Jean-Jacques Dessalines Michel Cincinnatus Leconte (born September 29, 1854) was the Haitian President between (August 1911 until his death on 8 August 1912). He was the son of Cinna Leconte and Florelia Raphael and the great grandson of the Jean-Jacques Dessalines, the founding father of Haiti and the autocratic first ruler of an independent Haiti under the 1801 constitution. Cincinnatus Leconte was a lawyer by profession who served as the Minister of the Interior to the President Pierre Nord Alexis. In 1908, when a revolt deposed Alexis, he went into exile in Jamaica and C. Antoine Simon became the President. He came back from exile in 1911 and gathered a rebellion force that ousted President Simon and on August 7, 1911, Leconte unanimously became the President for a seven year term with a set salary of $24,000 a year. His presidency is often considered as one of the efficient and cleanest government that Haiti ever had. He took many positive steps and numerous reforms. He increased teachers' pay, paved the streets, installed telephone lines, reduced the size of the army, etc., and they are only a few to name. He introduced a controversial discriminatory policy targeting "Syrian" population (actually most of them were Lebanese Christians) to protect Haitians from disloyal competition of the Easterners with uncertain nationality.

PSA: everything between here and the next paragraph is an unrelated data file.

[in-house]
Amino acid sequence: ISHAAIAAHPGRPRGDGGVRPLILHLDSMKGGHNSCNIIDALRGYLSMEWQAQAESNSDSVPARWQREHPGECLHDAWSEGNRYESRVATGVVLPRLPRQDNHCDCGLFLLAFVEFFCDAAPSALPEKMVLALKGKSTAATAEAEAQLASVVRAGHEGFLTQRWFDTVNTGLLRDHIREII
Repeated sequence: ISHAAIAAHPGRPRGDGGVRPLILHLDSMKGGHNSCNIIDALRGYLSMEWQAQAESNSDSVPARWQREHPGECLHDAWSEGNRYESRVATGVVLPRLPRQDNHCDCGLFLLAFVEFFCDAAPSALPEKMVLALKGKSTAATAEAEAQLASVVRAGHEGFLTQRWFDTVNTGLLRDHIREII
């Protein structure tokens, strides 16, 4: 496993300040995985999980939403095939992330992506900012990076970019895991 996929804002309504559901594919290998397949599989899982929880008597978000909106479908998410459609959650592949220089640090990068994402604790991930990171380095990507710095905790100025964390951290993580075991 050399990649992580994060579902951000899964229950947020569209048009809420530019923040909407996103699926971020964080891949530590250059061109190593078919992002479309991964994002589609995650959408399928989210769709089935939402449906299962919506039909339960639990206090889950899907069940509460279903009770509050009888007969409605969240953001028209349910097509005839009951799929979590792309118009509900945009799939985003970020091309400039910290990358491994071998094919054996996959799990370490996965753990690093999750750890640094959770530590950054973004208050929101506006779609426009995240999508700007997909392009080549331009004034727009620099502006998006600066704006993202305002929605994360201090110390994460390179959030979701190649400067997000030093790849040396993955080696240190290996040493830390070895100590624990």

Here is a picture of the Commission consultative to President Michel Martelly with the responsibility to review all the propositions and to make a final recommendation to the president.
Martelly Establishes Consultative Commission to Avert Constitutional Crisis
Martelly appeared on a nation-wide broadcast to speak about the situation, confronting the country. He said he has tried to make concessions in talks with several political groups. But currently he has appointed an 11-member Consultative Commission to aggregate the past two months' worth of political consultations and make recommendations.